Longer Interventions Associated With Lower Risk for Relapse After a Suicide Attempt

Woman during a psychotherapy session
An enhanced care program featuring scheduled in-person psychiatric visits for up to 12 months lowered the risk for relapse after a suicide attempt by 44% vs a single priority appointment within a week of an attempt.

Adults who received psychotherapy and frequent outpatient follow-up visits after attempted suicide for up to 12 months were at lower risk for another suicide attempt, according to observational study results published in the Journal of Clinical Psychiatry.

The study included 1492 individuals who attempted suicide and entered one of three suicide risk intervention programs provided by hospitals in Madrid, Spain, between 2013 and 2017. Investigators evaluated the effectiveness of the programs on decreasing the risk of another attempted suicide by comparing the 3 interventions:

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  • Usual care (n=788): An appointment with a psychiatrist at a community mental healthcare center within 7 days of hospital discharge, which is the routine intervention in Madrid for patients who have made a suicide attempt.
  • Psychotherapy (n=523): Usual care plus 2 months of weekly 30-minute individual therapy sessions focusing on problem-solving and stress reduction and reminder calls if a patient failed to attend a session.
  • Enhanced contact (n=181): An appointment 3 days after hospital discharge; 6 to 12 months of frequent outpatient visits (depending on patients’ mental health severity) with a devoted psychiatrist trained in suicide prevention; and follow-up calls regarding both routine and emergency treatment and offering general support at months 1, 6, and 12.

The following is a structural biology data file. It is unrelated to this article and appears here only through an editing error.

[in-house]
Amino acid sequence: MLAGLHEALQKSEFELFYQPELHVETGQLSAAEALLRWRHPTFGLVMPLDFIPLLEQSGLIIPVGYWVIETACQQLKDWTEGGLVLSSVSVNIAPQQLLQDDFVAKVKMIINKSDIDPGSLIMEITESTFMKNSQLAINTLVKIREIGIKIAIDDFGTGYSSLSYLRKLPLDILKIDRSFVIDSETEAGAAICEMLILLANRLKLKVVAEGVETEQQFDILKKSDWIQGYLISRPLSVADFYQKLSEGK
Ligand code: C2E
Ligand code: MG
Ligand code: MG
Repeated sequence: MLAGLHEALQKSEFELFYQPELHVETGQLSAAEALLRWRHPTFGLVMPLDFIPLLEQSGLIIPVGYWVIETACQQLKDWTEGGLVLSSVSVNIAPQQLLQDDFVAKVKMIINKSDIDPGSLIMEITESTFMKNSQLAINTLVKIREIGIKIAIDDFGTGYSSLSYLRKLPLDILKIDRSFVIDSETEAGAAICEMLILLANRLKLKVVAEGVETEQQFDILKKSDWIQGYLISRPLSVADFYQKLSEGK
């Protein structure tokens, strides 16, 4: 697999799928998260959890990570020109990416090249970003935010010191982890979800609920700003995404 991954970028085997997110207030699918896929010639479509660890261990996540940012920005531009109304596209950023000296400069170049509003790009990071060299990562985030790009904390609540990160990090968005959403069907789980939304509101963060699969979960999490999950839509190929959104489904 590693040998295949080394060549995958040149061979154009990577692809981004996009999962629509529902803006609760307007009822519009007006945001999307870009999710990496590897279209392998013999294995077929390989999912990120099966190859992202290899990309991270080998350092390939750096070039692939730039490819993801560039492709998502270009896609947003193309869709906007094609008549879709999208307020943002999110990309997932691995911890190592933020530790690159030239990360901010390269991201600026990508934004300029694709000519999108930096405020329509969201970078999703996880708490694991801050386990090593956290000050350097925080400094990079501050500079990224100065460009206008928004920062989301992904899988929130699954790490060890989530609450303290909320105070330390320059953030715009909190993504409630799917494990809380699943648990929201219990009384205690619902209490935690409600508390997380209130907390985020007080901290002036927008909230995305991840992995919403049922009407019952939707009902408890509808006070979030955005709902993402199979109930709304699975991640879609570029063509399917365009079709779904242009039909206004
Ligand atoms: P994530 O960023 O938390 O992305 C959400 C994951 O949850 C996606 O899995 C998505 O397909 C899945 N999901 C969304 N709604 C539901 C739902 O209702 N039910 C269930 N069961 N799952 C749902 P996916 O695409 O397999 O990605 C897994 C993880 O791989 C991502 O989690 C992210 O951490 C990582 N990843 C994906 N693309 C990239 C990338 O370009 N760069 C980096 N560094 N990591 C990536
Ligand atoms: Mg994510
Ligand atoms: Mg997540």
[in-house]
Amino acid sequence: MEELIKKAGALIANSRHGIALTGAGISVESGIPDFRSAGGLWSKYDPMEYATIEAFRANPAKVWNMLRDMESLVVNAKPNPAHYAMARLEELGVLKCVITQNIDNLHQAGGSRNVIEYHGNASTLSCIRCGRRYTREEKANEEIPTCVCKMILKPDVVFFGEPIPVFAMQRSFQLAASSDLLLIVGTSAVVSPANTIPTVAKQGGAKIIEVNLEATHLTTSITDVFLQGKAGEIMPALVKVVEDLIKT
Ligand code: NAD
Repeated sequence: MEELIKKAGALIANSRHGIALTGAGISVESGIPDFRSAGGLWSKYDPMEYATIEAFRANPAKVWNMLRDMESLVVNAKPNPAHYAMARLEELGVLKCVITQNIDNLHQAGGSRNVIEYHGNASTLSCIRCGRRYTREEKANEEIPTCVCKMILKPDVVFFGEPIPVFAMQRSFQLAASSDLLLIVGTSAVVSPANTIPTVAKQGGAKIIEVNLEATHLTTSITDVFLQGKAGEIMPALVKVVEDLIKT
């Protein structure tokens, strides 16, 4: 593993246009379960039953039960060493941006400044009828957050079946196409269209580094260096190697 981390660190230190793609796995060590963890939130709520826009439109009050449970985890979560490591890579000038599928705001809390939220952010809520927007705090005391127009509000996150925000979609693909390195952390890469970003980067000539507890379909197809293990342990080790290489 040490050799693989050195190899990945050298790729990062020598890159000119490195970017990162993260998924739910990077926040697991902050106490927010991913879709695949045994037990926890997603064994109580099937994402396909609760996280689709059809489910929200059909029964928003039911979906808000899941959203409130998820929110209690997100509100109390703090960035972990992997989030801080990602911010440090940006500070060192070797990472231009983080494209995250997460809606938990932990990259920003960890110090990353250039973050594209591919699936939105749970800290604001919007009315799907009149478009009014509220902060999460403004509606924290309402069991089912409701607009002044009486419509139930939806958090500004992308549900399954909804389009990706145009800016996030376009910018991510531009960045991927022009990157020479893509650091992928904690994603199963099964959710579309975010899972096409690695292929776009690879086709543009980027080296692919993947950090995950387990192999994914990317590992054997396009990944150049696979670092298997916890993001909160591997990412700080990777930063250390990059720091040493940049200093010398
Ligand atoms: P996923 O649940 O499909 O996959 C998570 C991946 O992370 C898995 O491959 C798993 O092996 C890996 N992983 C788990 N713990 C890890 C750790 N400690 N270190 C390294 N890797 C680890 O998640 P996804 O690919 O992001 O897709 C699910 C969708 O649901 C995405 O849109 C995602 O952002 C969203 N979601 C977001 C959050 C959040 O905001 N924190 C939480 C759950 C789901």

After one year, 8.9% of the participants experienced a relapse, defined as being treated again at the reference hospital due to another suicide attempt. Overall, the psychotherapy and enhanced contact interventions were more effective than usual care in reducing the odds of another suicide attempt, with a 40% lower relapse risk when adjusting for sex, concurrent alcohol or drug abuse, personal history of suicide attempts, and presence of a mood or personality disorder diagnosis.

Although much of the evidence concerning suicide prevention strategies comes from randomized controlled trials, the researchers pointed to a growing need for a “real-world approach.” “Nonetheless,” they concluded, “the question of (whether) psychotherapy adds value to contact maintenance for suicidal prevention remains partially unanswered.”


Martínez-Alés G, Angora R, Barrigón M, et al. A real-world effectiveness study comparing a priority appointment, and enhanced contact intervention, and a psychotherapeutic program following attempted suicide. J Clin Psychiatry. 2019;80(2).